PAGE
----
from The American Heritage® Dictionary of the English Language, 4th Edition

  • A river of southwest Asia rising in eastern Turkey and flowing about 1,850 km (1,150 mi) southeast through Iraq to the Euphrates River. It was a major transportation route in ancient times.

from Wiktionary, Creative Commons Attribution/Share-Alike License

  • proper n. A river in Southwest Asia flowing 1,150 miles east-southeast from Turkey through Iraq. It forms the eastern edge of classical Mesopotamia. It unites with the Euphrates River to form the Shatt-al-Arab before flowing into the Persian Gulf.

from The Century Dictionary and Cyclopedia

  • n. A genus of Felidæ, or section of Felis, based on the tiger, as T. regalis.
  • n. An obsolete constellation where Vulpecula now is, first found in the planisphere of Bartsch, 1624, and recognized for more than a century following.

from WordNet 3.0 Copyright 2006 by Princeton University. All rights reserved.

  • n. an Asian river; a tributary of the Euphrates River


from Wiktionary, Creative Commons Attribution/Share-Alike License

From Ancient Greek Τίγρις (Tigris), from Old Persian 𐎫𐎡𐎥𐎼𐎠 (Tigrā), from Elamite ti-ig-ra, from Sumerian idigna, literally ‘fast as an arrow’, because the Tigris is rough and fast flowing. Compare Middle Persian Arvand ‘Tigris’, literally ‘swift’ (cf. Avestan -aurvant).


  • _Aquilone_ -- North, _Antitaurus Antitaurus psis mo_ (probably meant for Thospitis = Lake Van, Arm. Dgov Vanai, Tospoi, and the Mountain range to the South); _Gordis mo_ (Mountains of Gordyaea), the birth place of the Tigris; _Oriente_ -- East; _Tigris_, and then, to the left, _Eufrates_.

    The Notebooks of Leonardo Da Vinci — Complete

  • AMD's successor to Tigris is code-named Danube, which is set for release in 2010.

    Top Stories - Google News

  • The hilly country beyond the Tigris is occupied by the pastoral tribes of the Curds; 46 a people hardy, strong, savage impatient of the yoke, addicted to rapine, and tenacious of the government of their national chiefs.

    The History of the Decline and Fall of the Roman Empire

  • To the east of the Tigris is another less considerable river, named also the Chaboras, which D’Anville calls the Centrites,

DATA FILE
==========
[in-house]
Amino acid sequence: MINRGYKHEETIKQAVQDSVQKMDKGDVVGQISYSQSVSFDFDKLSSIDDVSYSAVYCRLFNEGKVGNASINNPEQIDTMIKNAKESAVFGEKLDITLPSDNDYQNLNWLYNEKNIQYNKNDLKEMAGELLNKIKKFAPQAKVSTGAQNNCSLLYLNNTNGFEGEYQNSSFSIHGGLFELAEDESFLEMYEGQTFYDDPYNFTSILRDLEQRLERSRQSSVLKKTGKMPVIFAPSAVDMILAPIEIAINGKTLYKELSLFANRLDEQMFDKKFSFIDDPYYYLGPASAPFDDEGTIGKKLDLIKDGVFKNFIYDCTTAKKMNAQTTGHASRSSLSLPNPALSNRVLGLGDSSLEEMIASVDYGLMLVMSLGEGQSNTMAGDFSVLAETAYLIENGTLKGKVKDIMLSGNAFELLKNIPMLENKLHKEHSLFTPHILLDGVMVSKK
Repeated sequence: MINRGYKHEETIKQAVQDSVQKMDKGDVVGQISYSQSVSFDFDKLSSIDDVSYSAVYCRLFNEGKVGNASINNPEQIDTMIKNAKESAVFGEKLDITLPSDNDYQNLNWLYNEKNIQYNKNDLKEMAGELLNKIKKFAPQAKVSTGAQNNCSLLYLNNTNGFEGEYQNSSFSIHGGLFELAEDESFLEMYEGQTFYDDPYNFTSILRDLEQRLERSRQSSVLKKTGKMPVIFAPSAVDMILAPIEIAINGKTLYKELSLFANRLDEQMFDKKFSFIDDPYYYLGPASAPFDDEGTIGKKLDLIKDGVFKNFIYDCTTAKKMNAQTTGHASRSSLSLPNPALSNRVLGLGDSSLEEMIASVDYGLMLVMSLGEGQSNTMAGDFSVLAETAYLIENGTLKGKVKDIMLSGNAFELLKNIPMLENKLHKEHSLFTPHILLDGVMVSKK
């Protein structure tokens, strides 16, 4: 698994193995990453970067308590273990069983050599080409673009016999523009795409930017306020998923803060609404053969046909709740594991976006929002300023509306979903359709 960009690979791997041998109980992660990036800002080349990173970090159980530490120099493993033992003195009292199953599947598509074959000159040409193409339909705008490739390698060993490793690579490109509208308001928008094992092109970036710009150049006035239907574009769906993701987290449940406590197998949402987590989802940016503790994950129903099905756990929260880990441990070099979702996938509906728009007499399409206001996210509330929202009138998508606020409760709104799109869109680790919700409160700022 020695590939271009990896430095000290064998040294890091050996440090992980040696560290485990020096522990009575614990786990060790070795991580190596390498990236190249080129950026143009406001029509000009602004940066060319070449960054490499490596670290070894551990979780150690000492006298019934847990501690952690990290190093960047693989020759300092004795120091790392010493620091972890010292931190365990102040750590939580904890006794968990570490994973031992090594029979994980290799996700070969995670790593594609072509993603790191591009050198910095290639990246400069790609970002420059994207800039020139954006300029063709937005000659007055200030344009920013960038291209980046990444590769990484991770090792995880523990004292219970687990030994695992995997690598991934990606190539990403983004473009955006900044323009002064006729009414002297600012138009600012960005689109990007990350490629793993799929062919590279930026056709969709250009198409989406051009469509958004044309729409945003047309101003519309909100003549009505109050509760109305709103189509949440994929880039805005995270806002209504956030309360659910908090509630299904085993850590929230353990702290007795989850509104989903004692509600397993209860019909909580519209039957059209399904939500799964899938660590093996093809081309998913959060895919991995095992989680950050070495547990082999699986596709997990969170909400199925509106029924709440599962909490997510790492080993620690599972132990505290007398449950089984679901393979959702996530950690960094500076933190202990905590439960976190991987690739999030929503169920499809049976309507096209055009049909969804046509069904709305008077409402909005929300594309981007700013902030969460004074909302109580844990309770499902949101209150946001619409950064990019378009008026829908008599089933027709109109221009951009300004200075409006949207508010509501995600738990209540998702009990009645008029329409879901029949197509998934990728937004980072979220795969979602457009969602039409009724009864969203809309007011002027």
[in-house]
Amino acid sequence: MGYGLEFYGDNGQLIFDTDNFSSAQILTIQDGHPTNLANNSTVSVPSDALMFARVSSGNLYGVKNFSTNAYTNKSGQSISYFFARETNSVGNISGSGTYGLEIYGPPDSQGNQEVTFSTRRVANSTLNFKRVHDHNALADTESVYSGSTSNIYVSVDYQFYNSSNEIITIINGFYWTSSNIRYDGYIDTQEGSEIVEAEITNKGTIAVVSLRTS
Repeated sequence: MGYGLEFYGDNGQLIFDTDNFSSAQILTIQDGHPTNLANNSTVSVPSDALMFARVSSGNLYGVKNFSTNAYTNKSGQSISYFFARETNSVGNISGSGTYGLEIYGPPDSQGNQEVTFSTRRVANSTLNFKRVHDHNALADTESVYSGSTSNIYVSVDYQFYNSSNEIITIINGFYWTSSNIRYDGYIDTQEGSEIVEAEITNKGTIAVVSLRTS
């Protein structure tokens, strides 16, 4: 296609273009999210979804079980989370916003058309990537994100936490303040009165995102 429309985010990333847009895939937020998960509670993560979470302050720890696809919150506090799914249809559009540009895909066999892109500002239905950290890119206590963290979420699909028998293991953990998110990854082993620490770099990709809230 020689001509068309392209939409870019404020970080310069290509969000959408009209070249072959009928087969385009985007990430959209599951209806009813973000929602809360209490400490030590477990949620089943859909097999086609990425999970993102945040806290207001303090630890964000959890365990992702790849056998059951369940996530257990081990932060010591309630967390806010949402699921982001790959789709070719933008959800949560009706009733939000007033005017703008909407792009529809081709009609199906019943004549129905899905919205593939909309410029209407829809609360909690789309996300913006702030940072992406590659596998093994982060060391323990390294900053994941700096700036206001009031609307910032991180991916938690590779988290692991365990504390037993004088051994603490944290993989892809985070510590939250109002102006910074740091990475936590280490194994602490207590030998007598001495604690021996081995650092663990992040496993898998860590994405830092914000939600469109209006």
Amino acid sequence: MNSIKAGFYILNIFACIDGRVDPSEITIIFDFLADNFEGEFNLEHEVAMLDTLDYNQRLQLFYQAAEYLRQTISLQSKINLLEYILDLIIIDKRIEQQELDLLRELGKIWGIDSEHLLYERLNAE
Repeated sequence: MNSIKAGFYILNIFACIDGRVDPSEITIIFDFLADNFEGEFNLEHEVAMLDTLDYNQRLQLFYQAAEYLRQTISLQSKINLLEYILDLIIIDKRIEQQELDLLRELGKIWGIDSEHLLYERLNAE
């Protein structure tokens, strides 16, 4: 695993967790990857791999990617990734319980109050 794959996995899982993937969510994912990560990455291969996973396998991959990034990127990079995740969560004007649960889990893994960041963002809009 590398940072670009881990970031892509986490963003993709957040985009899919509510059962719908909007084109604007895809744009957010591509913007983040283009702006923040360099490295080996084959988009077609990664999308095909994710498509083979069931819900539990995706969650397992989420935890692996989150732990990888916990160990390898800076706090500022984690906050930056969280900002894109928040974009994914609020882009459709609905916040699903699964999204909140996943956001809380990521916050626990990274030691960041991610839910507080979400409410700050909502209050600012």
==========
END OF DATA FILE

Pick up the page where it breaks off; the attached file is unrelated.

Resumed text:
The History of the Decline and Fall of the Roman Empire

  • The Euphrates rises in the mountains of Armenia and flows south to the Persian Gulf roughly parallel to the Tigris, which is many miles to the east.

    Alexander the Great

  • Egyptian is cut up into channels, and the largest of the channels is navigable for ships and runs in the direction of the sunrising in winter from the Euphrates to another river, namely the Tigris, along the bank of which lay the city of Nineveh.

    The History of Herodotus

  • COOPER: Yes, according to a brand new Reuters report the palm trees at the edge of the river Tigris, which is what we have been looking at, have been set ablaze in the fighting.

    CNN Transcript Apr 7, 2003

  • Compared to the Euphrates, the Tigris was a creek, running shallower and more sluggishly, brownish in color, perhaps half as wide.

    The Grass Crown

  • The advance army of the Tigris was the Third Indian Army Corps, under the command of General Cobbe, a possessor of the coveted, and invariably merited, Victoria Cross.

    War in the Garden of Eden

  • The great requisite for transports on the Tigris was a very light draft, and to fill the requirements boats were requisitioned ranging from penny steamers of the Thames to river-craft of the Irrawaddy.

    War in the Garden of Eden


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  • Thor Heyerdahl's reed boat, Tigris, was intended to demonstrate that trade and migration might have linked Mesopotamia with the Indus Valley Civilization in what is now modern-day Pakistan. However, Heyerdahl, after the craft was at sea for 5 months, burned the boat on April 3, 1978 at Djibouti in protest of the wars being prosecuted around the Red Sea and the Horn of Africa.

    June 18, 2010